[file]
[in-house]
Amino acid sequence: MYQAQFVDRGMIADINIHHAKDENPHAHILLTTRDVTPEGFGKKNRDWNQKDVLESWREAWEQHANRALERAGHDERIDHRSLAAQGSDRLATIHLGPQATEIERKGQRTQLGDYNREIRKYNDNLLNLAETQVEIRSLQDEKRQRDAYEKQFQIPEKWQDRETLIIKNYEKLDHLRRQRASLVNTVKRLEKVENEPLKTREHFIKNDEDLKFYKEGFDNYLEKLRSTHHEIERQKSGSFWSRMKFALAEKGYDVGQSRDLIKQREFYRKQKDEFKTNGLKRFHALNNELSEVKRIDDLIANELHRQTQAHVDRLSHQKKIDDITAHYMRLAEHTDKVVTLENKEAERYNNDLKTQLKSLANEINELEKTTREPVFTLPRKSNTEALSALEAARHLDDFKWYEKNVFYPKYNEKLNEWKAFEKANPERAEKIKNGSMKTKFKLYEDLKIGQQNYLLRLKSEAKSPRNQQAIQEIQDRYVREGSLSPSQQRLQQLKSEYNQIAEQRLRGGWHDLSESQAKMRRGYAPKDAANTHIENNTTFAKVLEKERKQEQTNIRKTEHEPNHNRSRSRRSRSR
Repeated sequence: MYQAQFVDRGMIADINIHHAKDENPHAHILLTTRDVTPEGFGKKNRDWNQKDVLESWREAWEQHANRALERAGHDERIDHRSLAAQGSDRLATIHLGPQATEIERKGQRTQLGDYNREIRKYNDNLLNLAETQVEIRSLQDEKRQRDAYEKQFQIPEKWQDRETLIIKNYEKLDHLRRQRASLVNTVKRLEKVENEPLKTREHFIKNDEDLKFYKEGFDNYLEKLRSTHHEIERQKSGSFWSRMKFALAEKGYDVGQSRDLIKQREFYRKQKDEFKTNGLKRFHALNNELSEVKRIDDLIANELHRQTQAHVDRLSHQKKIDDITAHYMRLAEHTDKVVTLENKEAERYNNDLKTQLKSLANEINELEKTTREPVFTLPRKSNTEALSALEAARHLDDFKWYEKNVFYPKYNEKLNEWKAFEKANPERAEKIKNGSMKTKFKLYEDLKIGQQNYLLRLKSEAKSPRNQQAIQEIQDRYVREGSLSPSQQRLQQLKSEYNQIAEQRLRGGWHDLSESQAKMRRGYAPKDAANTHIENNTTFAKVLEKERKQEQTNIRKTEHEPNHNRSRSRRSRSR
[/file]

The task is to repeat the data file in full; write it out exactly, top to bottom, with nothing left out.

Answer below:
[in-house]
Amino acid sequence: MYQAQFVDRGMIADINIHHAKDENPHAHILLTTRDVTPEGFGKKNRDWNQKDVLESWREAWEQHANRALERAGHDERIDHRSLAAQGSDRLATIHLGPQATEIERKGQRTQLGDYNREIRKYNDNLLNLAETQVEIRSLQDEKRQRDAYEKQFQIPEKWQDRETLIIKNYEKLDHLRRQRASLVNTVKRLEKVENEPLKTREHFIKNDEDLKFYKEGFDNYLEKLRSTHHEIERQKSGSFWSRMKFALAEKGYDVGQSRDLIKQREFYRKQKDEFKTNGLKRFHALNNELSEVKRIDDLIANELHRQTQAHVDRLSHQKKIDDITAHYMRLAEHTDKVVTLENKEAERYNNDLKTQLKSLANEINELEKTTREPVFTLPRKSNTEALSALEAARHLDDFKWYEKNVFYPKYNEKLNEWKAFEKANPERAEKIKNGSMKTKFKLYEDLKIGQQNYLLRLKSEAKSPRNQQAIQEIQDRYVREGSLSPSQQRLQQLKSEYNQIAEQRLRGGWHDLSESQAKMRRGYAPKDAANTHIENNTTFAKVLEKERKQEQTNIRKTEHEPNHNRSRSRRSRSR
Repeated sequence: MYQAQFVDRGMIADINIHHAKDENPHAHILLTTRDVTPEGFGKKNRDWNQKDVLESWREAWEQHANRALERAGHDERIDHRSLAAQGSDRLATIHLGPQATEIERKGQRTQLGDYNREIRKYNDNLLNLAETQVEIRSLQDEKRQRDAYEKQFQIPEKWQDRETLIIKNYEKLDHLRRQRASLVNTVKRLEKVENEPLKTREHFIKNDEDLKFYKEGFDNYLEKLRSTHHEIERQKSGSFWSRMKFALAEKGYDVGQSRDLIKQREFYRKQKDEFKTNGLKRFHALNNELSEVKRIDDLIANELHRQTQAHVDRLSHQKKIDDITAHYMRLAEHTDKVVTLENKEAERYNNDLKTQLKSLANEINELEKTTREPVFTLPRKSNTEALSALEAARHLDDFKWYEKNVFYPKYNEKLNEWKAFEKANPERAEKIKNGSMKTKFKLYEDLKIGQQNYLLRLKSEAKSPRNQQAIQEIQDRYVREGSLSPSQQRLQQLKSEYNQIAEQRLRGGWHDLSESQAKMRRGYAPKDAANTHIENNTTFAKVLEKERKQEQTNIRKTEHEPNHNRSRSRRSRSR